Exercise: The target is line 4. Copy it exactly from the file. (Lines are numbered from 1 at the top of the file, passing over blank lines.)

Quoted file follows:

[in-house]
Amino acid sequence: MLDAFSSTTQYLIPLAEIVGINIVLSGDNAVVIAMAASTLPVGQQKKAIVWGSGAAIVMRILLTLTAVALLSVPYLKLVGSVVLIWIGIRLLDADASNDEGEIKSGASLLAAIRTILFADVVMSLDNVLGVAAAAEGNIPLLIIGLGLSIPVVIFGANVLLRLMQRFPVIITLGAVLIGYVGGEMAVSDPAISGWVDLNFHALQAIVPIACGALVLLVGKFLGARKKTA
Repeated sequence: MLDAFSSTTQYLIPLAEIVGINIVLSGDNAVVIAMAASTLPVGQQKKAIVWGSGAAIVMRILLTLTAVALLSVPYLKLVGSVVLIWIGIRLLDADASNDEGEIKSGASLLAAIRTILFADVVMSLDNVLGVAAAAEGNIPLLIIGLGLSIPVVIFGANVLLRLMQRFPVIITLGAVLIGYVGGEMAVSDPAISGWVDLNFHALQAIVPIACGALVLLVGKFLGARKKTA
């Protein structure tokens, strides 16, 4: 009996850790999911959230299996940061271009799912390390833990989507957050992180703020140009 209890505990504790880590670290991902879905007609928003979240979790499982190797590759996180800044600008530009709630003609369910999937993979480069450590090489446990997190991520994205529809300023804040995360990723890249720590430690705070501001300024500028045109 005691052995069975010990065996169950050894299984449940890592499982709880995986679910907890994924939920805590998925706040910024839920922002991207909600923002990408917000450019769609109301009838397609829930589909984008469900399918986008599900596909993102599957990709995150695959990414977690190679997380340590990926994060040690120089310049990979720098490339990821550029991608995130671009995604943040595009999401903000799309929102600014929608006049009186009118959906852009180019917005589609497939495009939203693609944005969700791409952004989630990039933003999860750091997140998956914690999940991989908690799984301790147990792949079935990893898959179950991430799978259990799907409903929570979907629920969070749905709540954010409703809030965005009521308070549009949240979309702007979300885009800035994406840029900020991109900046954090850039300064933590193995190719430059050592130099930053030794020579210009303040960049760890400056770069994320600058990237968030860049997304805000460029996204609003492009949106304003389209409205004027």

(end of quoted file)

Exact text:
């Protein structure tokens, strides 16, 4: 009996850790999911959230299996940061271009799912390390833990989507957050992180703020140009 209890505990504790880590670290991902879905007609928003979240979790499982190797590759996180800044600008530009709630003609369910999937993979480069450590090489446990997190991520994205529809300023804040995360990723890249720590430690705070501001300024500028045109 005691052995069975010990065996169950050894299984449940890592499982709880995986679910907890994924939920805590998925706040910024839920922002991207909600923002990408917000450019769609109301009838397609829930589909984008469900399918986008599900596909993102599957990709995150695959990414977690190679997380340590990926994060040690120089310049990979720098490339990821550029991608995130671009995604943040595009999401903000799309929102600014929608006049009186009118959906852009180019917005589609497939495009939203693609944005969700791409952004989630990039933003999860750091997140998956914690999940991989908690799984301790147990792949079935990893898959179950991430799978259990799907409903929570979907629920969070749905709540954010409703809030965005009521308070549009949240979309702007979300885009800035994406840029900020991109900046954090850039300064933590193995190719430059050592130099930053030794020579210009303040960049760890400056770069994320600058990237968030860049997304805000460029996204609003492009949106304003389209409205004027």